I also don’t see how .338 could replace .50 BMG in all applications. The former simply does not have the penetration, even if it does have the range.
I doubt that the 6.8mm will happen. I further doubt that Milley is going to survive the next few years, professionally, and that any of his pet projects are going to ever come to fruition.
The entire concept is predicated on false premises. You would have to be nuts to think that a.) you are ever going to have a “combat troops only” caliber, or that b.) you’re going to see situations going forward where you can afford to draw such a fine line between “combat” and “everyone else”.
My guess is that if the delusionals force this through, it’s going to work out very, very badly for any and all concerned. Which, considering the increasingly “woke” nature of our military, may not be a bad thing for the citizenry.
“they were not integrated into NATO.(…)Would they keep the original caliber or developed jointly something new?”
I bet first is more probable. With end of Cold War funding for military development dwindled. Also keep in mind that 5,45 mm is dubbed wzór 88 for 1988 year of adoption. Do you think decision makers would be happy to submit “yay we need totally new weapon and totally new cartridge as our current is less than 10 year old” (Poland become NATO member at 1999)
Lada always reminds me of a car, thus its not a good gun nams…
If this name is disturbing for you, you might use another one: CZ-2000
Also this is not first case of such name sharing, for example in dawn of 20th century BAYARD was used for automatic pistol (Pieper Bayard), adverts for automobiles made by manufacturer Clément-Bayard
and even lighter-than-air vehicles like https://www.thisdayinaviation.com/tag/clement-bayard-no-2/
I’m sure there was a Bullpup mock up aswell.
If you mean JANTAR it was not just “mock up” but fully functional prototype
see 1st photo from top https://pl.wikipedia.org/wiki/Karabinek_wz._2005_Jantar
“The only 5.56 AK specifically adapted for military applications… Galil?
Galil is not an AK variant, although based on AK
The DDR East German Wieger Stg. was designed for export sales to Peru and India. The wall came down, the most rapid reunification plan was set in motion, and the CDU government “vertically filed” the whole thing, and even paid fines for breach of contract. The factory at Wiesa that had produced Kalashnikows und so weiter for the old Marxist-Leninist regime’s NVA, VoPo, Luftsreitskraefte, etc. etc. and also mischief makers. Workers unemployed, hit the bricks alongside so many other now redundant workers in the “new Laender.”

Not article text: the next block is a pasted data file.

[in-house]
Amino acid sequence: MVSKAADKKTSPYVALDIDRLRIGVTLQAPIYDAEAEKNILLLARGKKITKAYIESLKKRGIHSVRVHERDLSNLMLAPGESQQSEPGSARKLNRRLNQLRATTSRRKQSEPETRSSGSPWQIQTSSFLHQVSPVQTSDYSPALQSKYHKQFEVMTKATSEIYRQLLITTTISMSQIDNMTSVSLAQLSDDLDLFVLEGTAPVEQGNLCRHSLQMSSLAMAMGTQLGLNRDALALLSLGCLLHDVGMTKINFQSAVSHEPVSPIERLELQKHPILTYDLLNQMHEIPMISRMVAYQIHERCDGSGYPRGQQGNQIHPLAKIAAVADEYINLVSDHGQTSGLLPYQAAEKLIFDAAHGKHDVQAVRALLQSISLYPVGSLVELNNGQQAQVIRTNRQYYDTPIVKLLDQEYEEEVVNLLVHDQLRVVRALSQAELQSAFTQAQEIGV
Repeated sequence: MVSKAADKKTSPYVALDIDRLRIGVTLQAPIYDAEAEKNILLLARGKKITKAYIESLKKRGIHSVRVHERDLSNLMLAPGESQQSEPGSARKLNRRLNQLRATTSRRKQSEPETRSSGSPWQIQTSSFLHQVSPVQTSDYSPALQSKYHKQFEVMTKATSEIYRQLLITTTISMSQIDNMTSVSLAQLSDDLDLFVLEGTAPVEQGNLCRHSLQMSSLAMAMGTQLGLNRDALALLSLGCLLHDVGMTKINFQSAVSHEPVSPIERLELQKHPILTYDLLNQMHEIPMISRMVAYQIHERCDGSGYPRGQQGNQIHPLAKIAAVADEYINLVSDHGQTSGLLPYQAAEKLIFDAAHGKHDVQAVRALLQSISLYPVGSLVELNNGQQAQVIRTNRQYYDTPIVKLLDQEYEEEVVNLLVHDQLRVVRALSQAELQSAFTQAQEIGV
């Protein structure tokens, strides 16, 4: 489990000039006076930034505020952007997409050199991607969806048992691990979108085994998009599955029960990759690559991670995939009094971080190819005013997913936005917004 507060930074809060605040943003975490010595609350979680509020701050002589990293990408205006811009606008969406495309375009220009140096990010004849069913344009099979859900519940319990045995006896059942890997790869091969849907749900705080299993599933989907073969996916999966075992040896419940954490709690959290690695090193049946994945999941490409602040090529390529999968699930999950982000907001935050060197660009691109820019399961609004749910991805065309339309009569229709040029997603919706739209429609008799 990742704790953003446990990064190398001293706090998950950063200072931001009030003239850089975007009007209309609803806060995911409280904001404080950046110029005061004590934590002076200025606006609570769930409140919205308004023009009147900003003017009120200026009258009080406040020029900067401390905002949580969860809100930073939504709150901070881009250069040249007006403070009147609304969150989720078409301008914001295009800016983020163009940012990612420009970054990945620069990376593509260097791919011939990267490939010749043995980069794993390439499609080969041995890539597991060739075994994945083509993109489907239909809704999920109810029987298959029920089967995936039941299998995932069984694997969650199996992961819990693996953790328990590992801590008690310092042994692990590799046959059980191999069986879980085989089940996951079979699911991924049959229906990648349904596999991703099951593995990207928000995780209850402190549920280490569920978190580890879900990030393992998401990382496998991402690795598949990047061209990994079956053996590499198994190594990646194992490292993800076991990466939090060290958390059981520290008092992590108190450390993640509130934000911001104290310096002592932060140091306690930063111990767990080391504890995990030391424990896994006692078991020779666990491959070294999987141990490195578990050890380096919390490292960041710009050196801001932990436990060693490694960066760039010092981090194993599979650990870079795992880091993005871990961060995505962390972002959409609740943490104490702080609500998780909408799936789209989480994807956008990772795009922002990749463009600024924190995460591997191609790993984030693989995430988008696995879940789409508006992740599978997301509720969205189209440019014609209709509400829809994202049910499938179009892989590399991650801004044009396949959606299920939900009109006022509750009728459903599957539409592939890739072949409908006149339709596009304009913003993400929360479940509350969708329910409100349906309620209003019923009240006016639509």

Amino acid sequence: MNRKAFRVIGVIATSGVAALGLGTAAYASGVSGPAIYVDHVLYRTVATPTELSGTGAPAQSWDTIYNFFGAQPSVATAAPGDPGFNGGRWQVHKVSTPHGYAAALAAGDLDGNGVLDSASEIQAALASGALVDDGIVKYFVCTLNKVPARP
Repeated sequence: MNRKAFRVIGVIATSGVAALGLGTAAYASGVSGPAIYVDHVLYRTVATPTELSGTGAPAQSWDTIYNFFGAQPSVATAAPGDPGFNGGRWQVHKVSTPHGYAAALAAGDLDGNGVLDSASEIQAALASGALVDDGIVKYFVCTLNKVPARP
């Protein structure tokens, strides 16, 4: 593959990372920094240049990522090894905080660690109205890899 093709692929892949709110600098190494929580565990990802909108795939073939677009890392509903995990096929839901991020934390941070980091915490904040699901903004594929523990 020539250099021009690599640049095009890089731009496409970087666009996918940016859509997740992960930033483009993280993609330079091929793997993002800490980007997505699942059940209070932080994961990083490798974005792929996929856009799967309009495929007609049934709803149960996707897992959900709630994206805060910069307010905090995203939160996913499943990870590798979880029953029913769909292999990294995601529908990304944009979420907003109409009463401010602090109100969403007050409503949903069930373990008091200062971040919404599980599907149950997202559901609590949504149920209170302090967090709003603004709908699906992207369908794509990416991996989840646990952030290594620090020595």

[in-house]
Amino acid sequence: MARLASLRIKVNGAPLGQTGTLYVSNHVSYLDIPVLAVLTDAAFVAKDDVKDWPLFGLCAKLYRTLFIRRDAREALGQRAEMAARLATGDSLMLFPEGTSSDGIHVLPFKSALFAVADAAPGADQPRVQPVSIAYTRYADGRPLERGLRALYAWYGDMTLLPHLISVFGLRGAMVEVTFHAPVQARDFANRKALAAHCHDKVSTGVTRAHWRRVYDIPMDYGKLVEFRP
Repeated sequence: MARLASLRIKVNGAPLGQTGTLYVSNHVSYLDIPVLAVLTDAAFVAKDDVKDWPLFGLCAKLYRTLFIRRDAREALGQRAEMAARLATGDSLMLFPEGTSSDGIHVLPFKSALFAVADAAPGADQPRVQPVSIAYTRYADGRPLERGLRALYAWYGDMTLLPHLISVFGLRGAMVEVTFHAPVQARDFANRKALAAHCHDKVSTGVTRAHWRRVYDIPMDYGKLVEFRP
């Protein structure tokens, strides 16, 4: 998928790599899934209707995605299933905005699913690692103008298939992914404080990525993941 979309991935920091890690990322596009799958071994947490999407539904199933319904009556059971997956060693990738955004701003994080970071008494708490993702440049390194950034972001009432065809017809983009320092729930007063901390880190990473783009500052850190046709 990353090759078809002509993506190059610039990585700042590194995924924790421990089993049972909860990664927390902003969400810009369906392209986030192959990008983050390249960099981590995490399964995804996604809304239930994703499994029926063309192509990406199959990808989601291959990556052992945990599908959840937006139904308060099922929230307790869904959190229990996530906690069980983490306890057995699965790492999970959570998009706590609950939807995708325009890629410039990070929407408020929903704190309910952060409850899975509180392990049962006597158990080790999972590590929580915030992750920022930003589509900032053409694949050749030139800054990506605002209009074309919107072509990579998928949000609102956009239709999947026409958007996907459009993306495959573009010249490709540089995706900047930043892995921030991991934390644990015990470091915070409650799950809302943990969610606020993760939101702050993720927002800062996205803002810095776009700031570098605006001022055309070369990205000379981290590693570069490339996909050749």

I’d think the contract might have gone through, solved India’s apparently unsolvable problems with a service rifle, gotten some dosh from Peru, given some people a transition to another factory job or some other kind of retraining, and, hey? Why not! Be on hand for the G-36/H u. K fiasco… Although I don’t see France, say, buying the Wiesa to replace the FAMAS like they did with the Oberndorf produkt. …
Yugoslavia officially adopted 5.56mm M85 in 1987.
A quick note that the dimensions for the muzzle device probably conform to the defacto standard within NATO
“The first rifles to utilize the 22mm grenade were the American M1903 Springfield, M1 Garand and M1 Carbine, all of which required an adapter (the M1, M7, and M8 grenade launchers, respectively). After the formation of NATO, the 22mm grenade was adopted as its standard rifle grenade. The French have been producing 22mm grenades fired with 7.62×51mm NATO rounds since 1956. Many NATO small arms, such as the West German Heckler & Koch G3, French MAS-36/51, MAS-49/56 and FAMAS, British SA80, and American M16/M4 are equipped to launch 22mm grenades without an adapter. The same 22 mm thread diameter for these rifles has also been referred to as a “STANAG muzzle device” size for flash hiders and other attachments by civilian firearm traders.”
Men equipped with these rifles won the largest battle the Polish Army fought since the WW2 (if we mercifully forget some engagements of Ludowe Wojsko Polskie against the Polish anti-communist resistance in late 1940′ and a few skirmishes against the UPA, occasionally reaching battalion-size, though perhaps not the firepower):